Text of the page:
Shall I go win my daughter to thy will? – Richard III I think of Elizabeth, Edward’s daughter, that pretty box for reconciling hopes. She never is onstage except in the mouths of those who bid on her. Here is a play with ghosts, two princes locked in a tower. Here is a play staged in daylight, the stage boards inclining softly like a woman would be said to move towards an audience of shifting tastes. And here is a girl who shares the name of her mother who was a queen and wants this daughter to be queen, though that life is a mouth of ashes to speak her name with, this daughter absent as an unworn costume stuffed in the rafters behind the stage. An understudy earns her keep by learning all the lines. Elizabeth can hang all day closed in among the musty velvets used, unused, waiting to be used again. Three queens run repeat on the boards: the one whose husband died, the one whose husband died, the one whose husband died, but not before he murdered her so she could reappear in plaguing dreams. Even the dead want their stories to be told, are not content the action should unfold without their curses or their approbation. Everywhere language: from the heckling audience, the echoes of these wars and famines whistling through their bones, from the gallery above, a procession of the dead calling death for death, but nowhere calling, still as bones hidden in the tower walls, as a mulberry carried towards division in the womb, Elizabeth.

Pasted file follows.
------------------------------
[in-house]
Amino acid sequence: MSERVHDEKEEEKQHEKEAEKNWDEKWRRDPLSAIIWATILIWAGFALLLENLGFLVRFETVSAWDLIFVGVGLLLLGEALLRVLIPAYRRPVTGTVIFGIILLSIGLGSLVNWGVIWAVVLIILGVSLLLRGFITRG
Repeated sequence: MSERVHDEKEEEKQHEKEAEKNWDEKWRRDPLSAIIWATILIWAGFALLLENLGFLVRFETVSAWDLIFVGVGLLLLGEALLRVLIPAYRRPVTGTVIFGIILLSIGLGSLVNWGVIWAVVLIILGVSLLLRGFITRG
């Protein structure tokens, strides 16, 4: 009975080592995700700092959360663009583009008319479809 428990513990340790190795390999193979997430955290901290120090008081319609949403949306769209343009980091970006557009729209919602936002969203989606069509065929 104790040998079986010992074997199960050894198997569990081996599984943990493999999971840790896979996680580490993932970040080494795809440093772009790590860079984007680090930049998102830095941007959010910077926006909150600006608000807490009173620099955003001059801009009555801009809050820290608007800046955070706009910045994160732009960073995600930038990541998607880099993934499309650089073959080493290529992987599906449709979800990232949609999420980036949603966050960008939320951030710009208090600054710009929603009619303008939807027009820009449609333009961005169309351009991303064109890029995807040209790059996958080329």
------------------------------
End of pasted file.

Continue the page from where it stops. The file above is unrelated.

Elizabeth Sylvia (she/her) is a writer of poems and other lists who lives with her family in Massachusetts, where she teaches high school English and coaches debate. Elizabeth’s work is upcoming or has recently appeared in Salamander, Pleiades, Soundings East, J Journal, RHINO, Main Street Rag and a bunch of other wonderful journals. She is currently working on a verse investigation of the writer Elizabeth Barstow Stoddard.